Former "angry Atheist" finds a higher calling as head of River Oaks church

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Former "angry atheist" finds a higher calling as head of River Oaks Church. (KTRK)

"Seek first the kingdom of God and all these things will be added unto you," Reverend Doctor Clay Lein recites scripture as he sits in the pews of St. John the Divine Episcopal Church in River Oaks.

For Rev. Lein, the passage has personal meaning, perhaps a guiding principal in his life.


"I'm where God wants me to be," said Lein, the rector of the church.

A man of deep faith, he said "I 'm all in or I'm all out."

That is how he is now. However, for years Clay Lein was not a believer. He was focused on career and advancement and on Sundays, he liked to sleep in.

"I had a great plan for my life, it just turns out it wasn't his plan for my life," Lein said as he reflected on his first career.

He was an Atheist with a successful career as an electrical engineer.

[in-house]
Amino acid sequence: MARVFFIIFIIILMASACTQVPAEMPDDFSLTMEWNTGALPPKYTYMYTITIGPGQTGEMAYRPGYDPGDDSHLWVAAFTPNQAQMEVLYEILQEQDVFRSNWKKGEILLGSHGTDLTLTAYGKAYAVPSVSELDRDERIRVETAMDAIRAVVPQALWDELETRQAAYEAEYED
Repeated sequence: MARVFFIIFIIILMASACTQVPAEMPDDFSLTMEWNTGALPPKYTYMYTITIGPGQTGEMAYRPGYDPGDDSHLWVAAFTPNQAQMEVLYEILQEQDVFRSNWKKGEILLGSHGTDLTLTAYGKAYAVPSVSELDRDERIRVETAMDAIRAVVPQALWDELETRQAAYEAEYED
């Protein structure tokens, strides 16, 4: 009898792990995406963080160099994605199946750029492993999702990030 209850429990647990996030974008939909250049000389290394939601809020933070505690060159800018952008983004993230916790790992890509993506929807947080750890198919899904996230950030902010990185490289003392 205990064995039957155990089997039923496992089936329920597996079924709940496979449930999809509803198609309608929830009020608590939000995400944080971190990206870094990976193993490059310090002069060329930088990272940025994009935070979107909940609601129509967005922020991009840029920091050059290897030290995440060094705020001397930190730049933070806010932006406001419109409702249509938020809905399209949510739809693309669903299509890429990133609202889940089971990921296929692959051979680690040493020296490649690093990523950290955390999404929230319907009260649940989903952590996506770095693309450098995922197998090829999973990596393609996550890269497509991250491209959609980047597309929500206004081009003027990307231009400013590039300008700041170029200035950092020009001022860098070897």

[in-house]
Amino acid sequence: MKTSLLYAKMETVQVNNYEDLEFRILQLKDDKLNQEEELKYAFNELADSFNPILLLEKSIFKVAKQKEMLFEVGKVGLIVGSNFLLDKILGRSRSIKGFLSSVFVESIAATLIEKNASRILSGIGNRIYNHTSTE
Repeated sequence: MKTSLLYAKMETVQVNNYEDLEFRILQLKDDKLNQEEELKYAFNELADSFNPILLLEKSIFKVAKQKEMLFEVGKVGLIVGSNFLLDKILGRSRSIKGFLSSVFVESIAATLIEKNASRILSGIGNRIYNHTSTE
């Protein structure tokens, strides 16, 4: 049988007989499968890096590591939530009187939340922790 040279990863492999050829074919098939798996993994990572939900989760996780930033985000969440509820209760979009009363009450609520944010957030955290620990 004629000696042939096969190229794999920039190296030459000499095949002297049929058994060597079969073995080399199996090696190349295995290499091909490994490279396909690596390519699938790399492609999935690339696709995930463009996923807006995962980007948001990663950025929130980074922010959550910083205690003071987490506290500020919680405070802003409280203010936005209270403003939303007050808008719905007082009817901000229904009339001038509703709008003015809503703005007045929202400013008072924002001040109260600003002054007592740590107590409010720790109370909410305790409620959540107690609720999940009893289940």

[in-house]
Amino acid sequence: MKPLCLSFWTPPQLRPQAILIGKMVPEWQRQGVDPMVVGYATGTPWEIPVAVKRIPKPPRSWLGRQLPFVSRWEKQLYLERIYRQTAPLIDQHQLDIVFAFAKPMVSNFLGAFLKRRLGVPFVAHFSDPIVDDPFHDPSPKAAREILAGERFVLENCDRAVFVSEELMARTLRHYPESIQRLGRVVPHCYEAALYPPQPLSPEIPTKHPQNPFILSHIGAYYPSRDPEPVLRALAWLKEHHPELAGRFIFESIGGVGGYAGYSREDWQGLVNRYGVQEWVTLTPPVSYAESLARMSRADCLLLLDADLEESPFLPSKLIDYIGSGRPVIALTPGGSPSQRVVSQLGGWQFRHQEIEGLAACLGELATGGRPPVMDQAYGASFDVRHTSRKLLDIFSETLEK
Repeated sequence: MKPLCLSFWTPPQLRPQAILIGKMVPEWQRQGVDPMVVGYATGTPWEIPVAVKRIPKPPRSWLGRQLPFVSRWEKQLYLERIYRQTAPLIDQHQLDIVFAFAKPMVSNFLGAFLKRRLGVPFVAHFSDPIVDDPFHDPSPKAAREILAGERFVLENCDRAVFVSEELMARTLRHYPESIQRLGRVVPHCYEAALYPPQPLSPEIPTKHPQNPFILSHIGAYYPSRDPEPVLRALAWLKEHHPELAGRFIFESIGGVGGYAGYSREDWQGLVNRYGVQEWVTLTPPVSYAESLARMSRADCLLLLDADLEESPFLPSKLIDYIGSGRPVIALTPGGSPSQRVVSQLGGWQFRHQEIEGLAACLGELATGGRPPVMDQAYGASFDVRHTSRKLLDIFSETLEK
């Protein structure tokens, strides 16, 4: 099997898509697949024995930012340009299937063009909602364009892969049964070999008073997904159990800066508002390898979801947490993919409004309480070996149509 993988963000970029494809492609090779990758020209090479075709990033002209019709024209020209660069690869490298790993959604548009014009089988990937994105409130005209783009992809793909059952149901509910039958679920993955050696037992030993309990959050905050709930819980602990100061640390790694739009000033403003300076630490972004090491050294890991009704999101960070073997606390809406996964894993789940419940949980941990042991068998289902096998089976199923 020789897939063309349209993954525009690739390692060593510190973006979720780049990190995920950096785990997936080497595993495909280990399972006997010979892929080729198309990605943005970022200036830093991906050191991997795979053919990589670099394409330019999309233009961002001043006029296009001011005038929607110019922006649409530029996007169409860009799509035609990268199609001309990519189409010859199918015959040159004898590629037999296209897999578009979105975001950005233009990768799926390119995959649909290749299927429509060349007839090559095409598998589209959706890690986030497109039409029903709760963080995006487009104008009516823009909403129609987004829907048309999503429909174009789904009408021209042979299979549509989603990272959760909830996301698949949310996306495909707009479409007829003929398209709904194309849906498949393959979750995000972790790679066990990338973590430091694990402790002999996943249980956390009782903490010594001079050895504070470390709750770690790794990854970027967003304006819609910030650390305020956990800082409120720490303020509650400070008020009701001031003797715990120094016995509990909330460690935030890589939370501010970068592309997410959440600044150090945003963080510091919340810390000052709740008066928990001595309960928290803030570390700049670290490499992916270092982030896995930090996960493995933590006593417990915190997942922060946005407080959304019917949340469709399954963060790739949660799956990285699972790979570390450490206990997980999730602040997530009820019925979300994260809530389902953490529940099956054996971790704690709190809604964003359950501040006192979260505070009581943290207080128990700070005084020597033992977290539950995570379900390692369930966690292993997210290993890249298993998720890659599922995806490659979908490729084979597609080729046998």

"I was arrogant, I was prideful, I was aggressive, I was pushy," he said. However, in following his wife to church he noticed others lived their lives with an alternate focus.

He thought, "They have something different than me, they've got a whole different way of seeing the world than me and it made me very curious."

Lein began asking questions, attending bible study and reading books.

"I was trying to figure it out, like groping forward in the dark because rarely do I get a burning bush," said Lein. He says his journey was like the thawing of winter, "What I get more often than not are little nudges, leadings from people around me, something in my spirit."

He responded to those nudges and gave up his career for seminary, with his wife -- the daughter of an Episcopalian priest herself, with him all the way.


"She had seen enough change in me that it was worth it. That what was different about Clay was profound enough that she was willing to embrace that," he said of his wife's support.

The Reverend openly talks about where he has been and where he is, but in keeping with the scripture from the book of Matthew that guides his life, he has little clue as to what comes next.

"The reality is I don't have the map, I know who does have the map and the process becomes a whole lot of listening to him," Lein said.

In the meantime, he takes to the front of the church on Sundays to preach to his congregation of thousands with the confidence his calling is genuine.

"I know the things that God has worked in me, the ways he has changed my life and the truths about him that have profoundly altered my whole course of life."

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